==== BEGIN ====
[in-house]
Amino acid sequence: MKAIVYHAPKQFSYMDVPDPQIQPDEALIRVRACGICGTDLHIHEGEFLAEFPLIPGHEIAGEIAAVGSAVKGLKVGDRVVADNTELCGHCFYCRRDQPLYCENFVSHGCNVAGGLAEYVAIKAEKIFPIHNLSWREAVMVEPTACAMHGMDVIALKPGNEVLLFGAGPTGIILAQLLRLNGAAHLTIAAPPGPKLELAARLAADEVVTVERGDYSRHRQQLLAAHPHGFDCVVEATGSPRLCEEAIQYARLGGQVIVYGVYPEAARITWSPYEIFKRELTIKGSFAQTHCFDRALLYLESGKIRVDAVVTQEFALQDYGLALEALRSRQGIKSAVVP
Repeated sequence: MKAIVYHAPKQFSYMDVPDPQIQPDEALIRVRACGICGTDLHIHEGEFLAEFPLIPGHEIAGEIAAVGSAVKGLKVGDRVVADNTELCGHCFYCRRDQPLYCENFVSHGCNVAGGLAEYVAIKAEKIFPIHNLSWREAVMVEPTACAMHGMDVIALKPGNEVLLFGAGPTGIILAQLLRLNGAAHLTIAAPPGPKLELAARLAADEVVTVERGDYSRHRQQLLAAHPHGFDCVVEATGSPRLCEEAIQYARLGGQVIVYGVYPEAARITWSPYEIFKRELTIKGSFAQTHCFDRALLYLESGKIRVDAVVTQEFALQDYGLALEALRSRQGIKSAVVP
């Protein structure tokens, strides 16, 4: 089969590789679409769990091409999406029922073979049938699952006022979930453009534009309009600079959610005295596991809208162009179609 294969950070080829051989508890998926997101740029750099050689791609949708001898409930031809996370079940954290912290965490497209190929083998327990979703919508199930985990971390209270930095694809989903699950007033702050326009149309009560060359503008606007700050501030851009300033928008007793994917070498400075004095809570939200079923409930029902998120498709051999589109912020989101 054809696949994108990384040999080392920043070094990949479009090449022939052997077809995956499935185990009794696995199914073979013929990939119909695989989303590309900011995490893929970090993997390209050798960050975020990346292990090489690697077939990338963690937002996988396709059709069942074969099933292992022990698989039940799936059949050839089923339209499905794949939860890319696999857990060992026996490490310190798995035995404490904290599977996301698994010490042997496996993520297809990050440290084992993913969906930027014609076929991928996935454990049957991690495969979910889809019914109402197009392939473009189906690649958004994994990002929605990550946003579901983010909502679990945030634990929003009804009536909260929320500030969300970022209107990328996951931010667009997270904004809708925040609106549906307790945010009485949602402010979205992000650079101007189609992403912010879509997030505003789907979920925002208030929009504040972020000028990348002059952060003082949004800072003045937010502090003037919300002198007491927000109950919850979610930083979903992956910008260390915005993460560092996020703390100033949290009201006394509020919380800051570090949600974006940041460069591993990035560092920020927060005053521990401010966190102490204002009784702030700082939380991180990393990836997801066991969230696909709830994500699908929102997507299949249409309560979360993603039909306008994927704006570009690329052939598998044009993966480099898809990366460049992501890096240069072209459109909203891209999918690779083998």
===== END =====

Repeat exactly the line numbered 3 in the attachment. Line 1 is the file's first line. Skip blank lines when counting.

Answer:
Repeated sequence: MKAIVYHAPKQFSYMDVPDPQIQPDEALIRVRACGICGTDLHIHEGEFLAEFPLIPGHEIAGEIAAVGSAVKGLKVGDRVVADNTELCGHCFYCRRDQPLYCENFVSHGCNVAGGLAEYVAIKAEKIFPIHNLSWREAVMVEPTACAMHGMDVIALKPGNEVLLFGAGPTGIILAQLLRLNGAAHLTIAAPPGPKLELAARLAADEVVTVERGDYSRHRQQLLAAHPHGFDCVVEATGSPRLCEEAIQYARLGGQVIVYGVYPEAARITWSPYEIFKRELTIKGSFAQTHCFDRALLYLESGKIRVDAVVTQEFALQDYGLALEALRSRQGIKSAVVP